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A Lie algebra is a vector space $\mathfrak{g}$ over some field $F$ together with a binary operation $$\mathfrak{g}\times\mathfrak{g}\to\mathfrak{g}$$ called the Lie bracket satisfying the following axioms: Bilinearity, Alternativity, Jacobi identity, Anticommutativity.

(Correct me if I am wrong)* If the Lie algebra over the field $F$ is a complex number, we have a complex Lie algebra. If the Lie algebra over the field $F$ is a real number, we have a real Lie algebra.

Given a complex Lie algebra $\mathfrak g$, a real Lie algebra $\mathfrak{g}_0$ is said to be a real form of $\mathfrak g$ if the complexification $$\mathfrak{g}_0 \otimes_{\mathbb{R}} \mathbb{C} \simeq \mathfrak{g}$$ is isomorphic to $\mathfrak{g}$.

**My question is that:

  1. Where do we encounter Real Lie algebra in Physics? (this should be abundant.) Do we have examples of both compact and noncompact real Lie group?
  1. Where do we encounter Complex Lie algebra in Physics? (this should be rare? or abundant?) Do we have examples of both compact and noncompact complex Lie group?
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  • $\begingroup$ If the Lie algebra over the field $F$ is a complex number... An algebra is not a number. $\endgroup$ – G. Smith Oct 11 '20 at 2:03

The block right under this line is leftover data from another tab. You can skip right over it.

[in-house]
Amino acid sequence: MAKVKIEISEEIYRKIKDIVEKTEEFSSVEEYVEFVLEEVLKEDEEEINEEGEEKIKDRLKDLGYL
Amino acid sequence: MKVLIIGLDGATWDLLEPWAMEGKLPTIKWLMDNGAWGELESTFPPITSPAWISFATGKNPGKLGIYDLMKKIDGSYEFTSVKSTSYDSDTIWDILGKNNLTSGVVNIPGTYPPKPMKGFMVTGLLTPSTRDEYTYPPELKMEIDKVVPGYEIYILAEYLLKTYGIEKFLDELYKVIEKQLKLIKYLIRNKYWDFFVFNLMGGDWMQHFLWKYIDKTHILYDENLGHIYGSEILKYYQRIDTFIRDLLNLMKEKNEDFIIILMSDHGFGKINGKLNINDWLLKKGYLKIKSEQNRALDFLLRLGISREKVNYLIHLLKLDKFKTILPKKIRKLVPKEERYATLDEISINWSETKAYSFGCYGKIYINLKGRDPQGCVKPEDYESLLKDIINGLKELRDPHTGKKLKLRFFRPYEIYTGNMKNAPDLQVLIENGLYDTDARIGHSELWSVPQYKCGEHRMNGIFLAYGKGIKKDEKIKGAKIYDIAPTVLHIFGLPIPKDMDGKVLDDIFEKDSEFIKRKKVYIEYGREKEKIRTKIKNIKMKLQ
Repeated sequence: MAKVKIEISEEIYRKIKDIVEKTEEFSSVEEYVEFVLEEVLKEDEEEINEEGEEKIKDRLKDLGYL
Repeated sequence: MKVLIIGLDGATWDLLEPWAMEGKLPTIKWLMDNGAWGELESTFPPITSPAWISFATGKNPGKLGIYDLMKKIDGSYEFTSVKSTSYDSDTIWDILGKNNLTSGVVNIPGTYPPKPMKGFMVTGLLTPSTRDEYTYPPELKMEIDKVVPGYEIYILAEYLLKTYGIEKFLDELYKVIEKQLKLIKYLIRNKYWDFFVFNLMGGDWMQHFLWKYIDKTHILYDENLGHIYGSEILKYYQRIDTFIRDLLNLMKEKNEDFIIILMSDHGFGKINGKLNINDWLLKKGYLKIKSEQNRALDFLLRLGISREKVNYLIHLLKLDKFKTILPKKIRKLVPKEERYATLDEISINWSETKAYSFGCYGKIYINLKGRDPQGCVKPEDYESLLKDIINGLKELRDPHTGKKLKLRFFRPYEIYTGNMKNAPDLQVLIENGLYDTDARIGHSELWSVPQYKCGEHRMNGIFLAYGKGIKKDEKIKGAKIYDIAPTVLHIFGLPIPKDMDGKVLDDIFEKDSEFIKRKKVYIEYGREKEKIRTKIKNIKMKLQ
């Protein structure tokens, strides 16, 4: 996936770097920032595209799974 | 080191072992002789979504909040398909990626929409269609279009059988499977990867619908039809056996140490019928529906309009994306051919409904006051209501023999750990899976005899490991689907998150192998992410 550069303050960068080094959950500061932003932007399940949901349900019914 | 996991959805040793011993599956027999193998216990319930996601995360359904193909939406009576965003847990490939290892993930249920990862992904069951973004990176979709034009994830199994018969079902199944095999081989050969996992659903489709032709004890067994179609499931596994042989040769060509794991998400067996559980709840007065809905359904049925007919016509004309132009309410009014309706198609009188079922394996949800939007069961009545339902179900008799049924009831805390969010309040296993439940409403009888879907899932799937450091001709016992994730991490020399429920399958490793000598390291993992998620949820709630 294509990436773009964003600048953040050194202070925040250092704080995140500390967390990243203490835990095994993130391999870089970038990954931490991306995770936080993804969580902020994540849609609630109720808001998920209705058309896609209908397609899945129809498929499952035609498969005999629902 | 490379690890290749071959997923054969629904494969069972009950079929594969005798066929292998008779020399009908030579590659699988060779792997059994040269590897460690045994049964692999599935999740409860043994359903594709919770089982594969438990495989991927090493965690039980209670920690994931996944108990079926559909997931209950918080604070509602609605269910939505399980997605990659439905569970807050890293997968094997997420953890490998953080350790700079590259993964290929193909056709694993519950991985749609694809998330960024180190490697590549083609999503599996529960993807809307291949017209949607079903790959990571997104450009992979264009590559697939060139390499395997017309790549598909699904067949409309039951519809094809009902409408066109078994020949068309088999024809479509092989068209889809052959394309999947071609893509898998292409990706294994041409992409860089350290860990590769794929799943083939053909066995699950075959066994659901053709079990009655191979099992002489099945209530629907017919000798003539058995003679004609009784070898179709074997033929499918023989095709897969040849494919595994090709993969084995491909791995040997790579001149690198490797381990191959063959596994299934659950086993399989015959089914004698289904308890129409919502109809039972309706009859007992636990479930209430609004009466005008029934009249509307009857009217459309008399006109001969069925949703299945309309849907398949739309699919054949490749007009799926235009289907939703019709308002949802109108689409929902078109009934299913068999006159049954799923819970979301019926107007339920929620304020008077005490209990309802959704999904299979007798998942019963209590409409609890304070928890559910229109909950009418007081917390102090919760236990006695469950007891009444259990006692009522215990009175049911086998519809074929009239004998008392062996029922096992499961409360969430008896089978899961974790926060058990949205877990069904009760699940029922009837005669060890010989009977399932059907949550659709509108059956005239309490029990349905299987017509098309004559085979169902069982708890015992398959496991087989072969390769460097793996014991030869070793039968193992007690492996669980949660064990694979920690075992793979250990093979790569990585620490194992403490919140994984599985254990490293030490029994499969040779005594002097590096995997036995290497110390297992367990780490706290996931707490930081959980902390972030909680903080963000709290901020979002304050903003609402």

• $\begingroup$ I meant the field 𝐹 is complex $\mathbb{C}$ or real $\mathbb{R}$. $\endgroup$ – annie marie heart Oct 11 '20 at 2:11
  • $\begingroup$ OK, but that’s not what you wrote. $\endgroup$ – G. Smith Oct 11 '20 at 2:12
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    $\begingroup$ Wikipedia: $\mathfrak{su}(n)$ is a real Lie algebra. (Despite the fact that one of the Pauli matrices involves $i$.) $SU(n)$ is not a complex Lie group. $\endgroup$ – G. Smith Oct 11 '20 at 2:14
  • $\begingroup$ field 𝐹 is mathematical Field, generalizing Ring $\endgroup$ – annie marie heart Nov 4 '20 at 17:53
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One interesting example: For the one-dimensional quantum simple harmonic oscillator, the operators $1$, $\hat{x}$ and $\hat{p}$ generate a real Lie algebra (the Heisenberg algebra). However, it is often useful to work instead in terms of the raising and lowering operators, so that our generators are $1, \hat{a},\hat{a}^\dagger$. Since $\hat{a} = \hat{x} + i\hat{p}$, the algebra they generate is the complexification of the Heisenberg algebra.

There is a useful sense in which the Lie algebra of any Lie group is "naturally" real, since it's a tangent space of a manifold. For example $GL_n(\mathbb{C})$, considered as an abstract Lie group, is a $2n^2$-dimensional manifold, so the Lie algebra is "really" a real vector space with $2n^2$ basis vectors. In physics we usually think of it as a complex vector space with $n^2$ basis vectors, but we don't have to. Every Lie algebra I can think of in physics comes from some Lie group, so complex Lie algebras come only from either complexification (as in the raising/lowering operator case) or from treating a $2n$-dimensional real Lie algebra as an $n$-dimensional complex Lie algebra. (I don't have a name for the latter process, or much understanding of it - suggestions welcome).